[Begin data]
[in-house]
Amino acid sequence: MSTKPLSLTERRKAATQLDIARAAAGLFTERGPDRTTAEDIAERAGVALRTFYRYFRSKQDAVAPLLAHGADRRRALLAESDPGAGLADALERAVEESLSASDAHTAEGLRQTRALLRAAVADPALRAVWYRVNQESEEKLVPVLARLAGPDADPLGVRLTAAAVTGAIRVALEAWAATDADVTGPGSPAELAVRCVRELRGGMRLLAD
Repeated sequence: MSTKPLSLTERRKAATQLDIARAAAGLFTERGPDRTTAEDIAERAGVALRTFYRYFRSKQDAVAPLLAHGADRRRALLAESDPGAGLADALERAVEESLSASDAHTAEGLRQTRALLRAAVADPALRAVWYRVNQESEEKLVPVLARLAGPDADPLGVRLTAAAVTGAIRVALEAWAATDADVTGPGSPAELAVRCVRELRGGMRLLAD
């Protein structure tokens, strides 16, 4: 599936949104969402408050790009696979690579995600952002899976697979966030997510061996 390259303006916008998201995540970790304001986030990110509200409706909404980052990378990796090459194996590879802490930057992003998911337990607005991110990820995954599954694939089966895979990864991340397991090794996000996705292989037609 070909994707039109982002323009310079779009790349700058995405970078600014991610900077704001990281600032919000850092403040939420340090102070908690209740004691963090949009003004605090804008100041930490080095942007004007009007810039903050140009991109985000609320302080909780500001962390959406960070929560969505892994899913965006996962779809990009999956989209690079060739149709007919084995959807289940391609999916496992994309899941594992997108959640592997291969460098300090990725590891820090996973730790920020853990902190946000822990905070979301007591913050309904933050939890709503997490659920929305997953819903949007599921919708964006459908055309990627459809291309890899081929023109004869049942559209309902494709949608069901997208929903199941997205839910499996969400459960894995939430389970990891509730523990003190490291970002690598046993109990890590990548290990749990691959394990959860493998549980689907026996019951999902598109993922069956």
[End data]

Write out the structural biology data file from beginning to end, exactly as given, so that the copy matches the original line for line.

[in-house]
Amino acid sequence: MSTKPLSLTERRKAATQLDIARAAAGLFTERGPDRTTAEDIAERAGVALRTFYRYFRSKQDAVAPLLAHGADRRRALLAESDPGAGLADALERAVEESLSASDAHTAEGLRQTRALLRAAVADPALRAVWYRVNQESEEKLVPVLARLAGPDADPLGVRLTAAAVTGAIRVALEAWAATDADVTGPGSPAELAVRCVRELRGGMRLLAD
Repeated sequence: MSTKPLSLTERRKAATQLDIARAAAGLFTERGPDRTTAEDIAERAGVALRTFYRYFRSKQDAVAPLLAHGADRRRALLAESDPGAGLADALERAVEESLSASDAHTAEGLRQTRALLRAAVADPALRAVWYRVNQESEEKLVPVLARLAGPDADPLGVRLTAAAVTGAIRVALEAWAATDADVTGPGSPAELAVRCVRELRGGMRLLAD
């Protein structure tokens, strides 16, 4: 599936949104969402408050790009696979690579995600952002899976697979966030997510061996 390259303006916008998201995540970790304001986030990110509200409706909404980052990378990796090459194996590879802490930057992003998911337990607005991110990820995954599954694939089966895979990864991340397991090794996000996705292989037609 070909994707039109982002323009310079779009790349700058995405970078600014991610900077704001990281600032919000850092403040939420340090102070908690209740004691963090949009003004605090804008100041930490080095942007004007009007810039903050140009991109985000609320302080909780500001962390959406960070929560969505892994899913965006996962779809990009999956989209690079060739149709007919084995959807289940391609999916496992994309899941594992997108959640592997291969460098300090990725590891820090996973730790920020853990902190946000822990905070979301007591913050309904933050939890709503997490659920929305997953819903949007599921919708964006459908055309990627459809291309890899081929023109004869049942559209309902494709949608069901997208929903199941997205839910499996969400459960894995939430389970990891509730523990003190490291970002690598046993109990890590990548290990749990691959394990959860493998549980689907026996019951999902598109993922069956």